Life insurance is an important foundation of any well-rounded financial plan.


Are you uninsured or underinsured like a lot of others because you believe a myth? According to a Limra survey…


Three in ten American households (35 million) are uninsured and half say they need more life insurance.*

More than half of Gen X and Y households – representing 30 million people – need more life insurance. *

One-third of wives own no life insurance at all – despite the fact that 7 in 10 households are dual-income
households, and nearly 30 percent of wives earn more than their husbands.*

Here are 7 myths about life insurance.


Myth 1: Single and young people don’t need life insurance.

Truth: Ask yourself: Are there financial obligations I need to meet if I’m gone?
Even if you have no dependents, you’ll likely have funeral expenses and most people get sick before they die. The modern kind of life insurance have no cost riders that provide access to funds if you develop a critical or chronic illness and live but need cash to cover financial obligations or uncovered costs while you recover.
Buying while you’re young can help you lock in lower rates and guarantee coverage if you develop health problems later in life.

Myth 2: Only people with kids need life insurance.
Truth: It is most likely your spouse depends on your income. Could he or she manage to pay the mortgage and all other household bills and debts alone? Would he or she need time and resources to go back to school or train for a new career?
A life insurance policy could help your partner maintain his or her standard of living and take the steps necessary to move forward.

Myth 3: If your employer provides coverage that is enough.
Truth: Many corporations provide their employees with free life insurance worth one or two times their annual salary. The military does too. It is a nice benefit but if you leave or get downsized from your company or leave the military without a separate policy in place, it may be difficult, likely will be more costly since you will be older, or you may be uninsurable at that point if you have recently had a significant health issue.

Myth 4: Life insurance is too expensive.
Truth: It probably costs less than you think. You trade pennies for dollars to use when you or your family need it the most. As an example a healthy 30 year old male may qualify for a 30 year term policy that pays out upon death or diagnosis of a critical, chronic, or terminal illness for as little as a dollar a day. One caution…beware of advertisements you see on TV that seem too good to be true. Pause your TV and look at the fine print. Most quote a 10 year term policy for a 25 or 30 year old which may not be a good choice or your case. Be sure to note that the insurance carriers pay the agent, you won’t, and the policy will cost the same whether you go through a carrier’s call center , get it directly online , or have an agent guide you through the search.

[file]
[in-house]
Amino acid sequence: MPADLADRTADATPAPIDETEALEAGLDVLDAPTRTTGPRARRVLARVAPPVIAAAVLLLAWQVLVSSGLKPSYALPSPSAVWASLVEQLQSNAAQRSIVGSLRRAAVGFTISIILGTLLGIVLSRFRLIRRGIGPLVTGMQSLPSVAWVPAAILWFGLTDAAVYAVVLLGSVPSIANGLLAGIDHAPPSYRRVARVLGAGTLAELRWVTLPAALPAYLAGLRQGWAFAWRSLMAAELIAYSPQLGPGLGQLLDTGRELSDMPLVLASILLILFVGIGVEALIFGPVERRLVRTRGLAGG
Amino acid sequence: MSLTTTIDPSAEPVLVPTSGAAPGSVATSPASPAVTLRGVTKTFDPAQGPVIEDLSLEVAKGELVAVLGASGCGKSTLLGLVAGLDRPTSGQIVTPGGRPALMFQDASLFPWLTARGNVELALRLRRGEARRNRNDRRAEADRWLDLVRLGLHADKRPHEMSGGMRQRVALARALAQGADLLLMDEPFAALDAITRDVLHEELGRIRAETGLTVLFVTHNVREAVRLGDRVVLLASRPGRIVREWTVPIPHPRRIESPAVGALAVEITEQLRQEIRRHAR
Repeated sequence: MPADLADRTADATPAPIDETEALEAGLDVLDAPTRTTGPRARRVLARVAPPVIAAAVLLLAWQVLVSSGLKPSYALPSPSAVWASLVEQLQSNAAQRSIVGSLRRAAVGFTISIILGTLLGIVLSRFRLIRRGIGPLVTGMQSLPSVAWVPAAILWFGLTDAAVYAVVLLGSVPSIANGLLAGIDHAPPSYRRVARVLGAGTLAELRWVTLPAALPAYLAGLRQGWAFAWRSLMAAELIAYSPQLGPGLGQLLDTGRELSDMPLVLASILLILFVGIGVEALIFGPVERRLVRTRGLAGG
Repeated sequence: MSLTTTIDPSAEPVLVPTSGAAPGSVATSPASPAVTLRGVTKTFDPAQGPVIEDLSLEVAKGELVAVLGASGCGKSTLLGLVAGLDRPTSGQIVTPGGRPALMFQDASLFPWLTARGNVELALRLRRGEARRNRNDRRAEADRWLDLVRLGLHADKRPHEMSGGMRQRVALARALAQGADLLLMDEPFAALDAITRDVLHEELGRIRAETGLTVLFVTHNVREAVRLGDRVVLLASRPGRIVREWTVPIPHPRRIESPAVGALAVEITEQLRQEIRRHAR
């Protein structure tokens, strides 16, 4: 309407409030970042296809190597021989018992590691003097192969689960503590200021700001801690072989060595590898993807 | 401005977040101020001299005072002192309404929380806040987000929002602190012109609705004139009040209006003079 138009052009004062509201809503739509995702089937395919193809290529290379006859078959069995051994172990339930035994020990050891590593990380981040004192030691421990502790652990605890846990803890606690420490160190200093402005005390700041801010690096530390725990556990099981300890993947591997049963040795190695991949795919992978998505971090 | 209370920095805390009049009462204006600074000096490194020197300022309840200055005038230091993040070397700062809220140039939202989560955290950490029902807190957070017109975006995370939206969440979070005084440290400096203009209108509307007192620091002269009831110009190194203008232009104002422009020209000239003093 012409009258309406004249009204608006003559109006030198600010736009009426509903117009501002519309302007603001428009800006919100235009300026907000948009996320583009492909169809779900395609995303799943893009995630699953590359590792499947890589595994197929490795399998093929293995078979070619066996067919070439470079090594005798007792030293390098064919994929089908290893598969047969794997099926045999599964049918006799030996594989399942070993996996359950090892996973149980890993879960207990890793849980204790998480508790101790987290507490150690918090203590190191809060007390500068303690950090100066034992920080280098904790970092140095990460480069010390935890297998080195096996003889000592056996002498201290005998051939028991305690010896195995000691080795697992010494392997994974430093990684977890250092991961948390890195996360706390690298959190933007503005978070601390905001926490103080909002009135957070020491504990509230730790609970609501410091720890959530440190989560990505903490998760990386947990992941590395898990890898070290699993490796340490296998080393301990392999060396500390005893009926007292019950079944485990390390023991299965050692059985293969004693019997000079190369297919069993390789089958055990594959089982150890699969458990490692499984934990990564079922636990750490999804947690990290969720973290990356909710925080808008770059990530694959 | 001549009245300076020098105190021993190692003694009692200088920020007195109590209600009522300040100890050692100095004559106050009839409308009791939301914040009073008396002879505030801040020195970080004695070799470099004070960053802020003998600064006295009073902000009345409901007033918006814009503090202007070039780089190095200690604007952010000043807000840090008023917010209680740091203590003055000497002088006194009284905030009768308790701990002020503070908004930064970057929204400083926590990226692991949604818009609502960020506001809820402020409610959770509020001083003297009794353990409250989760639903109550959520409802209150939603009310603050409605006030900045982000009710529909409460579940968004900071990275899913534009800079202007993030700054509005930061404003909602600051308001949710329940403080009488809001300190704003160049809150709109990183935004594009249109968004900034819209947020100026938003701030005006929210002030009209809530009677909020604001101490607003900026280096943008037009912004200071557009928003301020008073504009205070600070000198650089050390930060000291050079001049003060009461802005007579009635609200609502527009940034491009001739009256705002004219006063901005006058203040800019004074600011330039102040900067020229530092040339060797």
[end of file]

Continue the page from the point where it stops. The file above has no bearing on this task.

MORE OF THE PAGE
Myth 5: Insurance policies are all the same.
Truth: There are a variety of different types of coverage, and even policies that have similar names may differ substantially in what they offer. So before you buy based on price alone, speak with an educated insurance agent. It may be beneficial to choose one that is not “captive” to one insurance carrier so they can shop around for you. You don’t know what you don’t know and a seasoned and caring professional will ask you questions you may not have considered that will help you determine the coverage you need. Many will provide a complimentary financial needs analysis and will supply quotes from several carriers that may fit your specific situation.

Myth 6: There’s no reason to insure a stay-at-home spouse.
Truth: Your stay-at-home spouse may not earn an income, but think of all he or she does to keep the household running: child care, meal preparation, transportation, housekeeping and more. With that spouse gone or incapacitated, life suddenly gets a lot more challenging — and expensive. Life insurance can pay for hiring help or changing jobs or work hours to accommodate a new lifestyle in your partner’s absence or health crisis.

Myth 7: Buy it once and you won’t have to think about it again.
Truth: Life insurance isn’t once and done. Every significant life event — marriage, a new baby, increasing income or assets, divorce (oops, there go the assets), buying a house, retiring — should remind you to call your agent or review your coverage. Even if you’ve had no big changes, it’s also smart to review the policy every year or at least every few years with your agent to ensure that you’re keeping pace with inflation and still getting the best value for your premium dollars. Many people today still have not updated their policies and are paying for the old fashioned life insurance that only pays a beneficiary upon the insured death. Are you among them?

For help determining the best policy for you email or call 951-878-9010.